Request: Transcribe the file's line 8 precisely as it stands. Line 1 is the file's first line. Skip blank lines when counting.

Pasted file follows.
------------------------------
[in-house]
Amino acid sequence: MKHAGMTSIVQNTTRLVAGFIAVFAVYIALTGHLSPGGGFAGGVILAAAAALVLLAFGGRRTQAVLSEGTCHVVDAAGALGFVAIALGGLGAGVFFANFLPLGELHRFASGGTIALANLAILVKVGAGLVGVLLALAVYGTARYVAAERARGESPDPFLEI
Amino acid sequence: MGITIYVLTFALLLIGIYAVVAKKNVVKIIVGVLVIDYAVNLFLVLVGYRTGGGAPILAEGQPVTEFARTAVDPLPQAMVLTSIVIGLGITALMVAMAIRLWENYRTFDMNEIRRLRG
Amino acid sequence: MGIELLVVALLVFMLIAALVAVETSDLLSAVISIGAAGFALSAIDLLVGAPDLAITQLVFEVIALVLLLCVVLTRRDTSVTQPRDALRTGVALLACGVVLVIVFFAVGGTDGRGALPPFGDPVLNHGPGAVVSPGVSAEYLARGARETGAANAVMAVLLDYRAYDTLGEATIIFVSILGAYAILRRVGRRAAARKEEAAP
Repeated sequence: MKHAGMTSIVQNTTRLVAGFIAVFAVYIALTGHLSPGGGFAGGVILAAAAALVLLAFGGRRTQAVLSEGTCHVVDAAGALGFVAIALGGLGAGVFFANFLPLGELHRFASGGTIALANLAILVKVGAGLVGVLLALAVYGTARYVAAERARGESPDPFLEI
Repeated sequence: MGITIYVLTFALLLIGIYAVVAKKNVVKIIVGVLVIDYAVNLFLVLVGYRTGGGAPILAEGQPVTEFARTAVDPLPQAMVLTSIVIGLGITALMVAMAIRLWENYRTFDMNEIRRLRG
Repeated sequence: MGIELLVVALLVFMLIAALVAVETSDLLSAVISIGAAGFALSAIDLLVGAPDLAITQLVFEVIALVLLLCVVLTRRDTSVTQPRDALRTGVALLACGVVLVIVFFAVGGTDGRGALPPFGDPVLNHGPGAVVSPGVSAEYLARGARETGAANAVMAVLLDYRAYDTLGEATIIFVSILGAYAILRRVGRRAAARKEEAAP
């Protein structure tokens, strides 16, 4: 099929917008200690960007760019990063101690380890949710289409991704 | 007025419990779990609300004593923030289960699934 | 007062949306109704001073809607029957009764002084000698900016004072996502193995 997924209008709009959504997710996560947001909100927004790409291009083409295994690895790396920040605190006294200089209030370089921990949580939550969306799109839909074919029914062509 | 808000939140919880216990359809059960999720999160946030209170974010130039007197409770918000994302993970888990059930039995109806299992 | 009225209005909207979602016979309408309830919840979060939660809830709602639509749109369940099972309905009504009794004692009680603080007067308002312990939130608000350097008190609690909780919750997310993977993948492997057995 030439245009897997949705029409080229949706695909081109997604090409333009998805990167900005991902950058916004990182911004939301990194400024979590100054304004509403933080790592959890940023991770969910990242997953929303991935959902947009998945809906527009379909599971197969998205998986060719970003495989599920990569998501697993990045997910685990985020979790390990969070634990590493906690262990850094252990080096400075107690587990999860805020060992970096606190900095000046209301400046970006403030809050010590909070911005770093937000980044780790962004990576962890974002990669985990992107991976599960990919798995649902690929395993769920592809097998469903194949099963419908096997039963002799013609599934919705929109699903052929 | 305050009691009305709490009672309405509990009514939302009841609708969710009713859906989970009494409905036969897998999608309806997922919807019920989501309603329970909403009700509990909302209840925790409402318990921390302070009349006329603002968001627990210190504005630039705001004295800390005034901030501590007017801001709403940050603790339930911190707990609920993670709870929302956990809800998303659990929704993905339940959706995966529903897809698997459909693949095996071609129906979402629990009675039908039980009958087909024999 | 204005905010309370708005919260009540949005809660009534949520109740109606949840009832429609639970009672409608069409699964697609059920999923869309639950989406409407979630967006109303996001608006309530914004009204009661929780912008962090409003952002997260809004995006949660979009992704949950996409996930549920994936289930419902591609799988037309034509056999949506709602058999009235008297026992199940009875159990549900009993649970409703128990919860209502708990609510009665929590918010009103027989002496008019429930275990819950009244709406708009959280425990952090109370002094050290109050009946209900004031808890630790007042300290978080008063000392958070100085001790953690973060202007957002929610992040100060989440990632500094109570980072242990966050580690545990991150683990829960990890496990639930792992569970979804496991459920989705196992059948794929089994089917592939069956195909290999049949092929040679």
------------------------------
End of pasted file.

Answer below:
């Protein structure tokens, strides 16, 4: 099929917008200690960007760019990063101690380890949710289409991704 | 007025419990779990609300004593923030289960699934 | 007062949306109704001073809607029957009764002084000698900016004072996502193995 997924209008709009959504997710996560947001909100927004790409291009083409295994690895790396920040605190006294200089209030370089921990949580939550969306799109839909074919029914062509 | 808000939140919880216990359809059960999720999160946030209170974010130039007197409770918000994302993970888990059930039995109806299992 | 009225209005909207979602016979309408309830919840979060939660809830709602639509749109369940099972309905009504009794004692009680603080007067308002312990939130608000350097008190609690909780919750997310993977993948492997057995 030439245009897997949705029409080229949706695909081109997604090409333009998805990167900005991902950058916004990182911004939301990194400024979590100054304004509403933080790592959890940023991770969910990242997953929303991935959902947009998945809906527009379909599971197969998205998986060719970003495989599920990569998501697993990045997910685990985020979790390990969070634990590493906690262990850094252990080096400075107690587990999860805020060992970096606190900095000046209301400046970006403030809050010590909070911005770093937000980044780790962004990576962890974002990669985990992107991976599960990919798995649902690929395993769920592809097998469903194949099963419908096997039963002799013609599934919705929109699903052929 | 305050009691009305709490009672309405509990009514939302009841609708969710009713859906989970009494409905036969897998999608309806997922919807019920989501309603329970909403009700509990909302209840925790409402318990921390302070009349006329603002968001627990210190504005630039705001004295800390005034901030501590007017801001709403940050603790339930911190707990609920993670709870929302956990809800998303659990929704993905339940959706995966529903897809698997459909693949095996071609129906979402629990009675039908039980009958087909024999 | 204005905010309370708005919260009540949005809660009534949520109740109606949840009832429609639970009672409608069409699964697609059920999923869309639950989406409407979630967006109303996001608006309530914004009204009661929780912008962090409003952002997260809004995006949660979009992704949950996409996930549920994936289930419902591609799988037309034509056999949506709602058999009235008297026992199940009875159990549900009993649970409703128990919860209502708990609510009665929590918010009103027989002496008019429930275990819950009244709406708009959280425990952090109370002094050290109050009946209900004031808890630790007042300290978080008063000392958070100085001790953690973060202007957002929610992040100060989440990632500094109570980072242990966050580690545990991150683990829960990890496990639930792992569970979804496991459920989705196992059948794929089994089917592939069956195909290999049949092929040679």